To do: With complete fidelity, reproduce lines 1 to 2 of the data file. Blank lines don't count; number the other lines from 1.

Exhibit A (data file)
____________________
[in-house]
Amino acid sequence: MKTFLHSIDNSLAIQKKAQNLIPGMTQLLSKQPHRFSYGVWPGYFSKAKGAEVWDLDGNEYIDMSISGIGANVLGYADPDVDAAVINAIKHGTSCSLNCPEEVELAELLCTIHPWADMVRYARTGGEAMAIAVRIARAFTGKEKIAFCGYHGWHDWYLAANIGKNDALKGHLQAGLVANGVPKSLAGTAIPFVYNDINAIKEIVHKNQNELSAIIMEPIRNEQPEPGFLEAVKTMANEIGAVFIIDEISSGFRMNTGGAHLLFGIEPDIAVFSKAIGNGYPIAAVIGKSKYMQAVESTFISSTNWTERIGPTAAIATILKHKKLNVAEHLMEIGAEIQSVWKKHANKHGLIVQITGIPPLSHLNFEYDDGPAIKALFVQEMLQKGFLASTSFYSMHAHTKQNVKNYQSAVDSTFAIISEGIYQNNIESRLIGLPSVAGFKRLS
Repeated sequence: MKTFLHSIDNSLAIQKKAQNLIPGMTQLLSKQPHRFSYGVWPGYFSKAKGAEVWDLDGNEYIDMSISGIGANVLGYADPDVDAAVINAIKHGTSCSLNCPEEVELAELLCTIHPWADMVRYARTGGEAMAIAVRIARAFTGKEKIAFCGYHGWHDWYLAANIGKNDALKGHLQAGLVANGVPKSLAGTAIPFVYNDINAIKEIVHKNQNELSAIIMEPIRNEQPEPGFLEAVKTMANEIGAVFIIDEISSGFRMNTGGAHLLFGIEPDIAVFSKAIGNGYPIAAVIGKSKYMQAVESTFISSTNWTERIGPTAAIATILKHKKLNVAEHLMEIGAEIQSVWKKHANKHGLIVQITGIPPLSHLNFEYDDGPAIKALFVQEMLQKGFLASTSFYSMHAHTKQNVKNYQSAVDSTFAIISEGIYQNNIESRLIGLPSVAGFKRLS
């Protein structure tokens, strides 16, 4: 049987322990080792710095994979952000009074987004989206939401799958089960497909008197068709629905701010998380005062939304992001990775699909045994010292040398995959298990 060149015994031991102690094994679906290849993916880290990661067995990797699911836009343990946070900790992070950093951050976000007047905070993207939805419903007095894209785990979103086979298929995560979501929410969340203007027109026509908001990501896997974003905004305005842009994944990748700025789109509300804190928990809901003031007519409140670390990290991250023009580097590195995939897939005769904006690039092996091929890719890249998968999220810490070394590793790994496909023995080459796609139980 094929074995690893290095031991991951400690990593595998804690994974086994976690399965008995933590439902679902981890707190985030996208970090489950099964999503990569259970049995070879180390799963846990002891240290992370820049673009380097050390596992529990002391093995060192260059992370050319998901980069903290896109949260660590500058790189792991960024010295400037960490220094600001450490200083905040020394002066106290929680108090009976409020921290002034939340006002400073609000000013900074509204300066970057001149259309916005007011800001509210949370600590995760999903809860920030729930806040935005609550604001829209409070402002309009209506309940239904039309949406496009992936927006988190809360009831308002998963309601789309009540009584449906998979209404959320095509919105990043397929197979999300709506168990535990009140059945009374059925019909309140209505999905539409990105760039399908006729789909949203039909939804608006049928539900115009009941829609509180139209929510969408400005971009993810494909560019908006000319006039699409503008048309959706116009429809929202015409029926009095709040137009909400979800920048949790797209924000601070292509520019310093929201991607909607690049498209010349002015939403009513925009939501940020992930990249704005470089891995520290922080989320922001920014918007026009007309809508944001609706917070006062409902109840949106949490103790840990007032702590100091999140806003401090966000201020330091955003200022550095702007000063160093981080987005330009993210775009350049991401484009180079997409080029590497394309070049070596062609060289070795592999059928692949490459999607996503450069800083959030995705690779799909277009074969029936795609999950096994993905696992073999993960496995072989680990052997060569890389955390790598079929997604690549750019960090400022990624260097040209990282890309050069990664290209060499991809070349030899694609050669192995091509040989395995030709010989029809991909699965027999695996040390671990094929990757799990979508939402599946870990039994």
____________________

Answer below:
[in-house]
Amino acid sequence: MKTFLHSIDNSLAIQKKAQNLIPGMTQLLSKQPHRFSYGVWPGYFSKAKGAEVWDLDGNEYIDMSISGIGANVLGYADPDVDAAVINAIKHGTSCSLNCPEEVELAELLCTIHPWADMVRYARTGGEAMAIAVRIARAFTGKEKIAFCGYHGWHDWYLAANIGKNDALKGHLQAGLVANGVPKSLAGTAIPFVYNDINAIKEIVHKNQNELSAIIMEPIRNEQPEPGFLEAVKTMANEIGAVFIIDEISSGFRMNTGGAHLLFGIEPDIAVFSKAIGNGYPIAAVIGKSKYMQAVESTFISSTNWTERIGPTAAIATILKHKKLNVAEHLMEIGAEIQSVWKKHANKHGLIVQITGIPPLSHLNFEYDDGPAIKALFVQEMLQKGFLASTSFYSMHAHTKQNVKNYQSAVDSTFAIISEGIYQNNIESRLIGLPSVAGFKRLS